Narayanan Somasundaram / Reuters
Mumbai: Ashok Leyland, India’s second biggest truck and bus maker, is considering selling some of its stake in a joint venture with Nissan Motor Co to existing shareholders, a top official said.
“We are looking at options to incentivise our own shareholders by giving them some sort of entitlement in the JV,” Chief Financial Officer K Sridharan said on 16 J une on the sidelines of a analyst conference.
Leyland, the flagship of the diversified Hinduja group, owns 51% of the joint venture with Nissan in India for making light trucks, transmission and components.
The joint venture, which will start production in 2010/11, is being set up at a total cost of Rs24 billion ($560 million) with an equal mix of equity and debt. Ashok Leyland needs to put in about Rs6 billion as its share of equity.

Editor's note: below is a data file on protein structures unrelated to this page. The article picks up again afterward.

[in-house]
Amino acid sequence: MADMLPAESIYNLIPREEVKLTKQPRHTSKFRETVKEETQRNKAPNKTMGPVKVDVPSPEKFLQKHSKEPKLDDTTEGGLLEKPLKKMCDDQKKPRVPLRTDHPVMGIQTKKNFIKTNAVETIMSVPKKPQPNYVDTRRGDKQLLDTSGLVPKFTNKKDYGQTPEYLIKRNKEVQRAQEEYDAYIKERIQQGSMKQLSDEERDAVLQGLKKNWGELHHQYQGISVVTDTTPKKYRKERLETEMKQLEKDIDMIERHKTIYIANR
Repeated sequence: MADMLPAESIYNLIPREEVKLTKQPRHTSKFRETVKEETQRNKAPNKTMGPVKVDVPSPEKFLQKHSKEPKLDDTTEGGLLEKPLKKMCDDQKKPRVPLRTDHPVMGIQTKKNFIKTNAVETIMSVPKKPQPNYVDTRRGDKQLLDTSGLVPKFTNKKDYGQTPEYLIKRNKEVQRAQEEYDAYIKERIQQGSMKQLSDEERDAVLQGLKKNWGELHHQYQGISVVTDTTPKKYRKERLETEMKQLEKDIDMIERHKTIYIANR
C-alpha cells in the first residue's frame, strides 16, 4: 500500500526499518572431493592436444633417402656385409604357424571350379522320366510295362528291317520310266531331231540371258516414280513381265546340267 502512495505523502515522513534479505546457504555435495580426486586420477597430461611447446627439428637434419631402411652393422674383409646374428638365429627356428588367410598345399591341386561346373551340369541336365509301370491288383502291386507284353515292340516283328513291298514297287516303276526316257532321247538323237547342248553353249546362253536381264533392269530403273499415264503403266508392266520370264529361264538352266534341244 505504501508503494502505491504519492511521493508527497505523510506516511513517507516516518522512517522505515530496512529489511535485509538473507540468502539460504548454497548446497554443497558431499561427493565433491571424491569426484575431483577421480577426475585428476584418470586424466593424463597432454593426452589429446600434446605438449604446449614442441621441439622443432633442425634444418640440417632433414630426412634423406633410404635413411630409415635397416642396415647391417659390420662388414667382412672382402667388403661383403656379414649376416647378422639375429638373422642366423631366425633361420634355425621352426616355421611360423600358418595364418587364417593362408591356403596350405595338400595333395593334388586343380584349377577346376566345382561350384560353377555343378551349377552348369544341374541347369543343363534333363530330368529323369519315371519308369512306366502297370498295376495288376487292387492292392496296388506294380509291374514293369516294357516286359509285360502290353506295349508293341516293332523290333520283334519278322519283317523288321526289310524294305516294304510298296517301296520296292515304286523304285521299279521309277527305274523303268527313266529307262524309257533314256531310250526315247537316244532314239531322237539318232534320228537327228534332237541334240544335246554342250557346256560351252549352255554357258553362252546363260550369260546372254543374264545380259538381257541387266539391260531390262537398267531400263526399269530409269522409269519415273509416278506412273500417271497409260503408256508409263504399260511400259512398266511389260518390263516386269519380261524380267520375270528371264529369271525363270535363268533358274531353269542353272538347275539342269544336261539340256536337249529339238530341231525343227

“We will offer some portion to shareholders and scale back the company’s stake to that extent,” Sridharan said.
“The decision to offer a stake to the shareholders would be made in the next few months, and company listed subsequently,” he said.
The Hinduja group owns 51% of Ashok Leyland and would also be interested in subscribing to the shares, he said.
The company’s shares have fallen 36.4% so far in 2008, more than a 26.3% drop in the auto index and 22.6% fall in the main share index.
The Ashok Leyland-Nissan venture will have an initial capacity of 100,000 vehicles in a range of up to 8 tonnes, a segment that is growing fast in India, the world’s fifth-biggest truck and bus market with annual sales of nearly half a million units.
Outside the joint venture, Ashok Leyland aims to spend Rs30 billion over the next three years to add 100,000 vehicles to its current capacity of 84,000 vehicles to take on market leader Tata Motors as well as the likes of Volvo and MAN.
It has raised about $200 million overseas debt and plans to raise another Rs10 billion in the next 18 months to fund the expansion, Sridharan said.
Leyland sold 11,281 vehicles in April-May, 3.2% lower than the same period a year earlier, but has forecast high single-digit growth in 2008/09.